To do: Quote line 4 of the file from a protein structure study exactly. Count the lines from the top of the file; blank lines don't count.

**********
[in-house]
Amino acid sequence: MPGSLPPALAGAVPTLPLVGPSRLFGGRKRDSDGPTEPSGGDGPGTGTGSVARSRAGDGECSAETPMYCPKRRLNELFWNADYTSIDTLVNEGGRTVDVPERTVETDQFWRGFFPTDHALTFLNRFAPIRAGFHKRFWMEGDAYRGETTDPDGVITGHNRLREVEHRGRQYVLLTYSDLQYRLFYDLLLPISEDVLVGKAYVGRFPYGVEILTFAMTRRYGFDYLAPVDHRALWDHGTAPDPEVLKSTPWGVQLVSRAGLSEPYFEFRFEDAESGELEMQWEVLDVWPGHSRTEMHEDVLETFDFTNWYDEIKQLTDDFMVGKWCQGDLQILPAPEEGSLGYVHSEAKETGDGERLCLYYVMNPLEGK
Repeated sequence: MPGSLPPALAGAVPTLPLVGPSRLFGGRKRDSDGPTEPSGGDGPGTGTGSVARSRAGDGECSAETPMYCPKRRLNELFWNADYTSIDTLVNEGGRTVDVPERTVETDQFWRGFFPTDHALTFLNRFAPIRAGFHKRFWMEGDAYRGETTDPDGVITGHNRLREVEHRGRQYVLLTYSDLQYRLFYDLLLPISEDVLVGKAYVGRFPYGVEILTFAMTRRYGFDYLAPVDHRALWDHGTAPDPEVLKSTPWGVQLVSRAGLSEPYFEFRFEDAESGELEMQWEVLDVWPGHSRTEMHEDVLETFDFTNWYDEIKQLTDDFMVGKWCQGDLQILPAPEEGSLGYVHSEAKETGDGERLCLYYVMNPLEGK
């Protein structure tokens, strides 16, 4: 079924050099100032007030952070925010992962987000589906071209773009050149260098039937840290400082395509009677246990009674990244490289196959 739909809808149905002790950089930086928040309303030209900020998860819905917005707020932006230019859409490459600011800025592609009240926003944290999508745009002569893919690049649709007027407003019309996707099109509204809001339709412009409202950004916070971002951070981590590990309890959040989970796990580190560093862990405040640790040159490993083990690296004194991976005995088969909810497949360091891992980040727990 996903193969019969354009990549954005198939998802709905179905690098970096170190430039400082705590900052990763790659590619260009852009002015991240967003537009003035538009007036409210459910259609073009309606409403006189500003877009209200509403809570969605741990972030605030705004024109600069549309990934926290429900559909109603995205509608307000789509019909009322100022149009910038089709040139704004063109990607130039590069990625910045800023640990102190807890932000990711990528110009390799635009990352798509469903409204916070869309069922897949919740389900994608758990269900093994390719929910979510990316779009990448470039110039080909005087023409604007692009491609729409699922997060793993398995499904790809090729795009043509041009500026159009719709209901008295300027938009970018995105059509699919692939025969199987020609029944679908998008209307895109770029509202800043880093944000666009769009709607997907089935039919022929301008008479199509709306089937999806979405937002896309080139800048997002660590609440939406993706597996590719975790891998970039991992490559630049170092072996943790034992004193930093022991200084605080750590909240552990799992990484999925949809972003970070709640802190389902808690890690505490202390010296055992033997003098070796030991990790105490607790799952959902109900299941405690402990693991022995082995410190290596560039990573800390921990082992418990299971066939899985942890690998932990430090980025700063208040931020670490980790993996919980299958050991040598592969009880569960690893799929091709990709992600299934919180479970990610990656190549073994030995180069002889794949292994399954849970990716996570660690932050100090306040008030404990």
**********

């Protein structure tokens, strides 16, 4: 079924050099100032007030952070925010992962987000589906071209773009050149260098039937840290400082395509009677246990009674990244490289196959 739909809808149905002790950089930086928040309303030209900020998860819905917005707020932006230019859409490459600011800025592609009240926003944290999508745009002569893919690049649709007027407003019309996707099109509204809001339709412009409202950004916070971002951070981590590990309890959040989970796990580190560093862990405040640790040159490993083990690296004194991976005995088969909810497949360091891992980040727990 996903193969019969354009990549954005198939998802709905179905690098970096170190430039400082705590900052990763790659590619260009852009002015991240967003537009003035538009007036409210459910259609073009309606409403006189500003877009209200509403809570969605741990972030605030705004024109600069549309990934926290429900559909109603995205509608307000789509019909009322100022149009910038089709040139704004063109990607130039590069990625910045800023640990102190807890932000990711990528110009390799635009990352798509469903409204916070869309069922897949919740389900994608758990269900093994390719929910979510990316779009990448470039110039080909005087023409604007692009491609729409699922997060793993398995499904790809090729795009043509041009500026159009719709209901008295300027938009970018995105059509699919692939025969199987020609029944679908998008209307895109770029509202800043880093944000666009769009709607997907089935039919022929301008008479199509709306089937999806979405937002896309080139800048997002660590609440939406993706597996590719975790891998970039991992490559630049170092072996943790034992004193930093022991200084605080750590909240552990799992990484999925949809972003970070709640802190389902808690890690505490202390010296055992033997003098070796030991990790105490607790799952959902109900299941405690402990693991022995082995410190290596560039990573800390921990082992418990299971066939899985942890690998932990430090980025700063208040931020670490980790993996919980299958050991040598592969009880569960690893799929091709990709992600299934919180479970990610990656190549073994030995180069002889794949292994399954849970990716996570660690932050100090306040008030404990």